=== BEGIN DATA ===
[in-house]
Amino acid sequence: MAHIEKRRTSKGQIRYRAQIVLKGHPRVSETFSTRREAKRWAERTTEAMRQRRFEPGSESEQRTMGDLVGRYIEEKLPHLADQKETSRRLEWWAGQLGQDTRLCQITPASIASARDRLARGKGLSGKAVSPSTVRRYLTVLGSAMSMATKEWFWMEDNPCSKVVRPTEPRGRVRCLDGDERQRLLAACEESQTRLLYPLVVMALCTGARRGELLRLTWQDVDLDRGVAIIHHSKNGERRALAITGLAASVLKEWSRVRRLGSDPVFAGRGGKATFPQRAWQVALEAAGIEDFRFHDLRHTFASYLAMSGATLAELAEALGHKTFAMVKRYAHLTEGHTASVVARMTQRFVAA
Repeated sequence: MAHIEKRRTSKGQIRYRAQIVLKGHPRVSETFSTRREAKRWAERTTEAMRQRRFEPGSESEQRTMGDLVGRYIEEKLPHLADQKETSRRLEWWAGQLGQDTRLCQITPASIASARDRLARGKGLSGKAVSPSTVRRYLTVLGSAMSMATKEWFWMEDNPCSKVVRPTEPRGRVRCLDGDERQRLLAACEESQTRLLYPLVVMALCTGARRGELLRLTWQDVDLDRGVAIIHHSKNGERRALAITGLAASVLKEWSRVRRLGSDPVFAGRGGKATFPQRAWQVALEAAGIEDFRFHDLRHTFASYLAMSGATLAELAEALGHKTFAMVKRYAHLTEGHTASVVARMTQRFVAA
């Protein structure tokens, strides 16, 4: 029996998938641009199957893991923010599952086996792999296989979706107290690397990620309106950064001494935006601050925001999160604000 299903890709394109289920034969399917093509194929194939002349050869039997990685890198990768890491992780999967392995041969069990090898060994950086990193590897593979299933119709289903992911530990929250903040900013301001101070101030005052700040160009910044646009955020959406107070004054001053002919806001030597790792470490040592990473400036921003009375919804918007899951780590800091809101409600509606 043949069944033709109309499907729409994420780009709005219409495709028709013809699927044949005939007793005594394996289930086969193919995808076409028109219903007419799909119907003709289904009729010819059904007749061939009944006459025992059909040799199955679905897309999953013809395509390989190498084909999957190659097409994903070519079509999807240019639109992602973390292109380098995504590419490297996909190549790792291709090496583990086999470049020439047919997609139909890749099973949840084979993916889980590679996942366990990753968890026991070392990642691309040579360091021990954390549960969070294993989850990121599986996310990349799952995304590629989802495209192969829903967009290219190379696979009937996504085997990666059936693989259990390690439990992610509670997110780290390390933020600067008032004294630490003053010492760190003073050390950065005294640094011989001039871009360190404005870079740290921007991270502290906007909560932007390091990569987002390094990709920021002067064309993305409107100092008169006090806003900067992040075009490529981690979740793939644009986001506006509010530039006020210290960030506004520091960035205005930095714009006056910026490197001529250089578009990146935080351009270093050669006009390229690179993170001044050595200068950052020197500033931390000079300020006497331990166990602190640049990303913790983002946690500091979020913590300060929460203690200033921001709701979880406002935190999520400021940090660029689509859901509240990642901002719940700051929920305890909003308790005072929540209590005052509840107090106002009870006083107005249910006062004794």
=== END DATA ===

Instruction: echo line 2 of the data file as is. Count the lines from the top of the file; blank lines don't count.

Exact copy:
Amino acid sequence: MAHIEKRRTSKGQIRYRAQIVLKGHPRVSETFSTRREAKRWAERTTEAMRQRRFEPGSESEQRTMGDLVGRYIEEKLPHLADQKETSRRLEWWAGQLGQDTRLCQITPASIASARDRLARGKGLSGKAVSPSTVRRYLTVLGSAMSMATKEWFWMEDNPCSKVVRPTEPRGRVRCLDGDERQRLLAACEESQTRLLYPLVVMALCTGARRGELLRLTWQDVDLDRGVAIIHHSKNGERRALAITGLAASVLKEWSRVRRLGSDPVFAGRGGKATFPQRAWQVALEAAGIEDFRFHDLRHTFASYLAMSGATLAELAEALGHKTFAMVKRYAHLTEGHTASVVARMTQRFVAA